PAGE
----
Carmela complained to me that guys just didn’t ask her out much so we talked a bit about dating, and dysfunctional school culture, and plans for the future, and anything else we could catch up on. In fact, we made it a habit. About once every week or two, when the weather was good, I’d swing by her house in the evening and we would listen to Cat Stevens, Deep Purple, or The Rolling Stones on my 8-track, and yep, we’d talk (just talk). The only other people I’ve ever talked with who were that open and honest were friends in AA.
Now, if you’re a guy, I know exactly what you’re thinking — “Why didn’t you ask her out dumbass?!” I know that because my two best friends, Wayne and Ronnie, used to hit me with that question on a weekly basis. There were two reasons. First, even at that psychologically inept age, I was smart enough to know my fragile ego couldn’t withstand having to tell Wayne and Ronnie that she said “no”. Come to think of it, maybe that’s why other guys didn’t ask her out either. Second, I didn’t want to blow a long-standing friendship by bringing the whole dating thing into it.
As it turned out, I made the right decision. We had some great conversations that Spring, and l figured out a lot about people. For instance, if Carmela’s nose had just been just a little crooked, or maybe if she had gained a few extra pounds, guys wouldn’t have been so intimidated, and she would have had way too many dates to waste time talking to me. I also learned that a lot of girls didn’t like her just because of her looks — talk about a weird form of bigotry.
So here’s the deal. You and I are living in the most successful country in the history of the world. On average, we have more spare time and more disposable income than anyone else on this planet. We’re also more educated and have more to talk about. So, why is everybody closed up in their own personal silos, too paranoid to approach other people? Why are there not a hundred times as many social clubs and civic organizations? Why are you reading this email on your computer or phone instead of sitting in a coffee shop, having a face-to-face conversation about it, with someone you know, better yet, with a total stranger?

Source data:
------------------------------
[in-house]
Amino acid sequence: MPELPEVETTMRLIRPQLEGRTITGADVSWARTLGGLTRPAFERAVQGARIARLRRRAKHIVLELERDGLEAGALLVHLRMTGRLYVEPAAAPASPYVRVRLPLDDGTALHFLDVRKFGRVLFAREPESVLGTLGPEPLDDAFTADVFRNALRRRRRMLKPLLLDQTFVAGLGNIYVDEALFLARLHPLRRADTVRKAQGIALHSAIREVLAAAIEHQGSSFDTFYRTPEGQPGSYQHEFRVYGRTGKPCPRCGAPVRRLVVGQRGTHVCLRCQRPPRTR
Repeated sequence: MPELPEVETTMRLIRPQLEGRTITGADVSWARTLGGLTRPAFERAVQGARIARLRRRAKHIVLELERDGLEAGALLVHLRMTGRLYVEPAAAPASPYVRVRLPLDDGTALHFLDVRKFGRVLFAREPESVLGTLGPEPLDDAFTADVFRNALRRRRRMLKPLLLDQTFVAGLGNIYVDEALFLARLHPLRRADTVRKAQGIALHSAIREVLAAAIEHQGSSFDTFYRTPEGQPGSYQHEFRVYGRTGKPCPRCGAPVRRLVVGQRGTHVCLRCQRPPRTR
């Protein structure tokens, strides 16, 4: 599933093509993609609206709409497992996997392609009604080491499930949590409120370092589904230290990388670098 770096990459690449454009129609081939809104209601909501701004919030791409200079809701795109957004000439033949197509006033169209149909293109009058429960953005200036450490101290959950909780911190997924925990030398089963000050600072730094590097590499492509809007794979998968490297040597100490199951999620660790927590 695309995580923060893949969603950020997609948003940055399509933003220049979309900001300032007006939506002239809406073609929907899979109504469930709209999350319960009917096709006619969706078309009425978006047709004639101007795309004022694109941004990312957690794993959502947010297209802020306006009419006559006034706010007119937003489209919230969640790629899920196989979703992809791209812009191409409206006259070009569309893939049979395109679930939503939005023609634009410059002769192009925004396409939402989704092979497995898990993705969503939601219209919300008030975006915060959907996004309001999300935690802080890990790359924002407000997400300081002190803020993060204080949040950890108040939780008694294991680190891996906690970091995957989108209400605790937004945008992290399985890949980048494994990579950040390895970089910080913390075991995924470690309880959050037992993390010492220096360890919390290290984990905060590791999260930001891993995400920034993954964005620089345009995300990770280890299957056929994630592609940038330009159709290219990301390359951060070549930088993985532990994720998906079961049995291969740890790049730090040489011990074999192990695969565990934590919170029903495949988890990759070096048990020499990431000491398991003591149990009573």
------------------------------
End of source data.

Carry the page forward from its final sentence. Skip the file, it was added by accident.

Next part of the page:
If you’ve never read Malcolm Gladwell’s “Outliers”, order it today and read just the first chapter about the town of Roseto. I guarantee you will not stop there. Then, start figuring out a way to turn your town into another Roseto instead of continuing to reside in the United States of Carmela.
I find it much easier to counsel than to be counseled, to reach out to a friend in my small group who is feeling insercure than to reveal my own inseurity. The truth is we don’t much like being dependent. We don’t enjoy admitting how desperately we long for someone’s kindness and involvement. It’s so humbling.
— Larry Crabb
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Great Christmas Reads & Gifts
“Outliers” by Malcolm Gladwell
“Everybody Matters” by Bob Chapman
“Unoffendable” by Brant Hansen
“This Land of Strangers” by Robert Hall